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David Cochrane: Can Earle McCurdy save the NDP?

03/08/2015 04:54 EDT | Updated 05/07/2015 05:59 EDT
Newly elected NDP Leader Earle McCurdy says he is getting ready to campaign against "Tweedle Dwight and Tweedle Davis."

The way McCurdy sees it, there isn’t much daylight between the governing PCs and the front-running Liberals and he needs voters to come to that same conclusion if the NDP is going to make gains in the next election.

“When you vote NDP it feels really good,” McCurdy said in his victory speech Saturday in St. John’s.

“Shake off the shackles of same-old, same-old and do something that is going to make a difference around here.”

McCurdy gives the best speech of the three party leaders. He is funny, fiery and can deliver a clever turn of phrase. But lifting the NDP from its traditional third party status — and recapturing some of the momentum lost in the great caucus fracture — will take more than words.

Managing issues, changing perceptions

The party likes to say (repeatedly) that it is the only party talking about issues that really matter to people. That may be true.

But a recent poll by Abacus Data suggests those same people don’t trust the NDP to manage those issues.

The Abacus poll has voters listing the economy, health care and the provincial deficit (in that order) as their top priority issues.

But the NDP ranked last of the three parties as best able to handle those issues. Just one per cent of those polled trusted them to best manage the economy, nine per cent to manage health care and just five per cent to reduce the deficit.

The NDP has never ranked consistently high on economic issues. But the party has made the defence of health care its top issue and just nine per cent think the NDP can actually do a better job than the PCs or the Liberals.

The NDP may talk a good game. But the public doesn’t trust them to implement the game plan.

This is McCurdy’s great challenge. How does he change those perceptions of the NDP and win the public’s trust? He doesn’t provide a fresh new face to the electorate. After years at the head of the fisheries union, McCurdy is a household name in Newfoundland and Labrador.

He also comes from a trade union background, so he isn’t likely to move the New Democrats away from its labour dominated politics.

Tactical and nimble skills will be needed

But McCurdy is a shrewd operator. He would not have survived as the helm of the FFAW for as long as he did if he wasn’t tactical and nimble.

The early indications is that McCurdy is going to go hard at Liberal Leader Dwight Ball and try to flush him out on exactly what his policies are.

The NDP believes that Ball is growing in the polls by saying nothing specific and reaping the benefits of a foundering government.

McCurdy seems determined to lash “Tweedle Dwight” as he calls him directly to “Tweedle Davis” and highlight just how similar the two dominant parties are. The idea being that if people truly want change, they will turn to the NDP.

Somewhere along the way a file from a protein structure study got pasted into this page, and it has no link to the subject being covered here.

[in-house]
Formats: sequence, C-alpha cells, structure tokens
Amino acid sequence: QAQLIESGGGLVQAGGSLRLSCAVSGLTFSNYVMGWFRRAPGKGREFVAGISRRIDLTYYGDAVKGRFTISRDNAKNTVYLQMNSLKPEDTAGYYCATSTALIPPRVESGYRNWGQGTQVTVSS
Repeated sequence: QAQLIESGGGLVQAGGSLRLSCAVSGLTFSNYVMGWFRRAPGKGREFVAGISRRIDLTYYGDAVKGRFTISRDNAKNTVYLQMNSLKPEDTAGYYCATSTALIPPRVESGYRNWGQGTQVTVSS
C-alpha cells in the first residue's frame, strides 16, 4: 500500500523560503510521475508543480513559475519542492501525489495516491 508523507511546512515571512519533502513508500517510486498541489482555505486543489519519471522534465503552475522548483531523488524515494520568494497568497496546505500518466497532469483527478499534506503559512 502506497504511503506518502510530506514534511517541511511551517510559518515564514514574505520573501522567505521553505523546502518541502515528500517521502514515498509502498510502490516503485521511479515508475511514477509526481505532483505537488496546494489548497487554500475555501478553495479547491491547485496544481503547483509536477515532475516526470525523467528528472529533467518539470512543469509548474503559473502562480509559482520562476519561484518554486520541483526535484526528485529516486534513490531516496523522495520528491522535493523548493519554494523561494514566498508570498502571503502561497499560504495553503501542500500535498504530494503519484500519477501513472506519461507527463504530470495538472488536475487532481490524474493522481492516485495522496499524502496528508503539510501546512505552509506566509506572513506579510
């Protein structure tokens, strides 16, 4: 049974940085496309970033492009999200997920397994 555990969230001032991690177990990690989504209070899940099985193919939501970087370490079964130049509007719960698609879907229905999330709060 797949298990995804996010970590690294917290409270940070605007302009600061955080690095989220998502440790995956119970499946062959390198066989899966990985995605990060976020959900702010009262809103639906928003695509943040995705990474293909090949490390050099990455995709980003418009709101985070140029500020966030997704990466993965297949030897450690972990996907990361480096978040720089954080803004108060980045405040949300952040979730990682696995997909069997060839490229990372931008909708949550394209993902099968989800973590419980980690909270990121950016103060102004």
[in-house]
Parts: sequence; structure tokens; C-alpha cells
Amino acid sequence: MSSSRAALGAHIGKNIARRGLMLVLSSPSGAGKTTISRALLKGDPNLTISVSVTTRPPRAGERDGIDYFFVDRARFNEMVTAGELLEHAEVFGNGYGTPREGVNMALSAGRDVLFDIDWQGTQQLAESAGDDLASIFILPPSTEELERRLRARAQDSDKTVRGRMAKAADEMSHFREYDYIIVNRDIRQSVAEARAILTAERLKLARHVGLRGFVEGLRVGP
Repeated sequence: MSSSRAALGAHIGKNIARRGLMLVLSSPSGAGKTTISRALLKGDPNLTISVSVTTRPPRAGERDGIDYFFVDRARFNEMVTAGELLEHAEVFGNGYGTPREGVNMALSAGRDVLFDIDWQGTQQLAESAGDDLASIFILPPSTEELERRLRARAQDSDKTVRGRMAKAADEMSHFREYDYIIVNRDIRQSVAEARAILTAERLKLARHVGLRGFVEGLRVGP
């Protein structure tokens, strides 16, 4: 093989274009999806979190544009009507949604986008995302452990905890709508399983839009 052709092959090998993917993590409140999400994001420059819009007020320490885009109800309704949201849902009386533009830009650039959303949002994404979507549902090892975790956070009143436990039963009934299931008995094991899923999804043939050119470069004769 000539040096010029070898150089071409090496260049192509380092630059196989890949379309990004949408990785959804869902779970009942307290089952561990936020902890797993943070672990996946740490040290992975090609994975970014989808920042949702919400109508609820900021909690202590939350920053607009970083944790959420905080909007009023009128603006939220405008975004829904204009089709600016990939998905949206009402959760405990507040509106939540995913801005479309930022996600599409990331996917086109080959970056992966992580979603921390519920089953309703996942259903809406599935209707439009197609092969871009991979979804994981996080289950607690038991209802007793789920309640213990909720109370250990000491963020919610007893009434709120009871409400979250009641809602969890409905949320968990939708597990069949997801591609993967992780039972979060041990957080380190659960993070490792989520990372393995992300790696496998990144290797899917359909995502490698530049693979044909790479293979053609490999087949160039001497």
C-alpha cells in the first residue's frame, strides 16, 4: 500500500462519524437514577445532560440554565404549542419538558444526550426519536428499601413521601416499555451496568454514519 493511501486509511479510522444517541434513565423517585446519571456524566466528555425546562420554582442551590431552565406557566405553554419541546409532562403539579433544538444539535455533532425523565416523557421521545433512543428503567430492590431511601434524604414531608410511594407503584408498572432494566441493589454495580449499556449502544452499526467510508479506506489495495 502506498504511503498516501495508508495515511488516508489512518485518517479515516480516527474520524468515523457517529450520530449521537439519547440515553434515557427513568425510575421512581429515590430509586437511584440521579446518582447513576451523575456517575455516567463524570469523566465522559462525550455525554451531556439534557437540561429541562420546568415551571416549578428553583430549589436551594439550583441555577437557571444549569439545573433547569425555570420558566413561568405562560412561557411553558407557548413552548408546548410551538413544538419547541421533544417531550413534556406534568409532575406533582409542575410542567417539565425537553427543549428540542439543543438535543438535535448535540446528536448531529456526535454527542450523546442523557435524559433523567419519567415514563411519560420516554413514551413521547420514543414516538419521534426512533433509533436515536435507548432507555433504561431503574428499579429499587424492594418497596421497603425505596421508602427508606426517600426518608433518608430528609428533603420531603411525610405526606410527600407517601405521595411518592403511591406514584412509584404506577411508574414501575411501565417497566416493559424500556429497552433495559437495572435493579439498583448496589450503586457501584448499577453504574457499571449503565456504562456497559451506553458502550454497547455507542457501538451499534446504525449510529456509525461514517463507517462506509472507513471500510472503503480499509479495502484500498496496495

“It seems to me that whenever the rights of workers and ordinary people are on the line the Liberals and the Tories are as one,” he said.

He is already using the plan to reduce the legislature by eight seats — at the expense of rural Newfoundland — to rhetorically bind the Liberals to the PCs.

“Bill 42 demonstrated very quickly what we already knew,” McCurdy said. “There is very, very little difference between the two old-line parties.”

But there are several critical differences between the two “old-line parties” and the NDP. The biggest is party infrastructure. The PCs and the Liberals have active district associations across the province.

The NDP has never had close to that level of organization and currently have fewer than a dozen properly functioning district associations. This organizational weakness was on full display in the recent string of Liberal byelection wins in which the NDP struggled to find candidates or gain a foothold with voters (the lone exception being Sheilagh O’Leary’s solid — but still third place — finish in Virginia Waters.)

Before that electoral breakthrough

In many ways, the NDP is back to where it was before the 2011 provincial election breakthrough. They are a distant third in the polls and lacking the province-wide infrastructure to mount a truly provincial campaign.

The caucus fracturing not only robbed the party of MHAs, it also led to the defection of many of the young progressives who ran for the party in 2011 and delivered strong second place showings.

Those people have largely followed Dale Kirby and Christopher Mitchelmore to the Liberals or simply left the party. Politics is about ideas. But campaigns are largely about organization. And the NDP lag way behind in that department.

This, however, is where McCurdy’s fisheries roots can help. He has a network of contacts across the province who can help paper over the lack of district associations.

It isn’t a solution to the NDP’s chronic organizational deficiencies. But it’s a start if that network can be properly mobilized -- even with an election set for this fall.

“A week is a long time in politics,” McCurdy said. “Well, we’ve got eight or nine months, so that’s an eternity”

McCurdy is quick on his feet. He can hone in on issues and will be a formidable debater.

McCurdy knows the NDP won’t form government in this election. His goal is to be the official opposition. But, with the Liberals on track to form the government, that goal raises one more big question for the party — is the Tory floor still higher than the NDP ceiling?

If so, Tweedle Dwight and Tweedle Davis will continue to dominate politics. And the NDP will remain in its rhetorical Wonderland.

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